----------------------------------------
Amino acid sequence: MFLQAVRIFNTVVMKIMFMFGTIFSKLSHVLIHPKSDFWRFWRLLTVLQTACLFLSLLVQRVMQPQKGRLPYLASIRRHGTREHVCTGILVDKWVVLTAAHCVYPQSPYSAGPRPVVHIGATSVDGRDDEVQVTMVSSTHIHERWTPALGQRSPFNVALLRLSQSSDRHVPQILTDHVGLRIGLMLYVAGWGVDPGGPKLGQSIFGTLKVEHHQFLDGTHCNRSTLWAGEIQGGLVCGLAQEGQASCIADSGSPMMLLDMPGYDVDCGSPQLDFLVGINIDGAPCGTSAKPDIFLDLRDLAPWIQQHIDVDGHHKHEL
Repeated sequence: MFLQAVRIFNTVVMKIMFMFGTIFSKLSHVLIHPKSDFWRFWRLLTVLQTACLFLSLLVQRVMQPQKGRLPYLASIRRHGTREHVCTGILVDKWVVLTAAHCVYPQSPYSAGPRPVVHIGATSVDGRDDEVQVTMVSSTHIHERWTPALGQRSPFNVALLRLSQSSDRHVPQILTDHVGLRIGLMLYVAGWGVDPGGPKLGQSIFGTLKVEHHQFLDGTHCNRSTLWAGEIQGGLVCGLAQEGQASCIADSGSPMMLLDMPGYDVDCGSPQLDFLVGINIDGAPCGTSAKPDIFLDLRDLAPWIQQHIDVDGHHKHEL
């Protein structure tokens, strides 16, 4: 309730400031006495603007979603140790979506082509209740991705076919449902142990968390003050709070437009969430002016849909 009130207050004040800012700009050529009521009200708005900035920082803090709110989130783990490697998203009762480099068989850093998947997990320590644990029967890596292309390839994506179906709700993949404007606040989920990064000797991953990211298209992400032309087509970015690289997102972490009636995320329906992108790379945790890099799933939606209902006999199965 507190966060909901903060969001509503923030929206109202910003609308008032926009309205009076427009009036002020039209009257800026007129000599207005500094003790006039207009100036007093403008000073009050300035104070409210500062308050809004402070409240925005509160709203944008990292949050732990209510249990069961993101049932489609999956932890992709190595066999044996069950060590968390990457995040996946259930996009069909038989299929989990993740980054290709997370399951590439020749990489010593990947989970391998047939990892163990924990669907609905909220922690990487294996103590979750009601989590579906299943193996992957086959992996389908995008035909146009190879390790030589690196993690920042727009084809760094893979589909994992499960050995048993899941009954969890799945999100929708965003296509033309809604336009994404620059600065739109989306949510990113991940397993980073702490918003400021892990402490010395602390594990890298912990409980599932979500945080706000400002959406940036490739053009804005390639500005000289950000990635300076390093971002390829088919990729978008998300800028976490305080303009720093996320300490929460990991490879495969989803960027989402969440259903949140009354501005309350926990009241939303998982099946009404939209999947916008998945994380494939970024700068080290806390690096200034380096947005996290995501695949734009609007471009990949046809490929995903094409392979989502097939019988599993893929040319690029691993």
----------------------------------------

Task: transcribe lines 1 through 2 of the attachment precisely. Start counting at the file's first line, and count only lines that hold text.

Amino acid sequence: MFLQAVRIFNTVVMKIMFMFGTIFSKLSHVLIHPKSDFWRFWRLLTVLQTACLFLSLLVQRVMQPQKGRLPYLASIRRHGTREHVCTGILVDKWVVLTAAHCVYPQSPYSAGPRPVVHIGATSVDGRDDEVQVTMVSSTHIHERWTPALGQRSPFNVALLRLSQSSDRHVPQILTDHVGLRIGLMLYVAGWGVDPGGPKLGQSIFGTLKVEHHQFLDGTHCNRSTLWAGEIQGGLVCGLAQEGQASCIADSGSPMMLLDMPGYDVDCGSPQLDFLVGINIDGAPCGTSAKPDIFLDLRDLAPWIQQHIDVDGHHKHEL
Repeated sequence: MFLQAVRIFNTVVMKIMFMFGTIFSKLSHVLIHPKSDFWRFWRLLTVLQTACLFLSLLVQRVMQPQKGRLPYLASIRRHGTREHVCTGILVDKWVVLTAAHCVYPQSPYSAGPRPVVHIGATSVDGRDDEVQVTMVSSTHIHERWTPALGQRSPFNVALLRLSQSSDRHVPQILTDHVGLRIGLMLYVAGWGVDPGGPKLGQSIFGTLKVEHHQFLDGTHCNRSTLWAGEIQGGLVCGLAQEGQASCIADSGSPMMLLDMPGYDVDCGSPQLDFLVGINIDGAPCGTSAKPDIFLDLRDLAPWIQQHIDVDGHHKHEL